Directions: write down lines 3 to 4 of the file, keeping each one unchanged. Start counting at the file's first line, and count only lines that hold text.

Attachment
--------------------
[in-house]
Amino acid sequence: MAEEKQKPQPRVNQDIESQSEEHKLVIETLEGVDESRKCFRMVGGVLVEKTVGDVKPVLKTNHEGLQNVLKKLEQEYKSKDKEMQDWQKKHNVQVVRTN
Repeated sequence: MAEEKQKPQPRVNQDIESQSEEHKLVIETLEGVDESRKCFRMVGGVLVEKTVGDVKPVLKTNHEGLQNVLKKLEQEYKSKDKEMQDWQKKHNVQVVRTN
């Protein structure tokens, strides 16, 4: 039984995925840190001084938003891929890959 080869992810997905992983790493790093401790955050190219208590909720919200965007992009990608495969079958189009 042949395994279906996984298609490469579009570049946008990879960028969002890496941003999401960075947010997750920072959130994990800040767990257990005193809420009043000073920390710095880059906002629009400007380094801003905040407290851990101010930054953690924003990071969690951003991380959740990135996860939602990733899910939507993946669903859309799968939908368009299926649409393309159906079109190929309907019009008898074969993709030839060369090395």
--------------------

Repeated sequence: MAEEKQKPQPRVNQDIESQSEEHKLVIETLEGVDESRKCFRMVGGVLVEKTVGDVKPVLKTNHEGLQNVLKKLEQEYKSKDKEMQDWQKKHNVQVVRTN
């Protein structure tokens, strides 16, 4: 039984995925840190001084938003891929890959 080869992810997905992983790493790093401790955050190219208590909720919200965007992009990608495969079958189009 042949395994279906996984298609490469579009570049946008990879960028969002890496941003999401960075947010997750920072959130994990800040767990257990005193809420009043000073920390710095880059906002629009400007380094801003905040407290851990101010930054953690924003990071969690951003991380959740990135996860939602990733899910939507993946669903859309799968939908368009299926649409393309159906079109190929309907019009008898074969993709030839060369090395």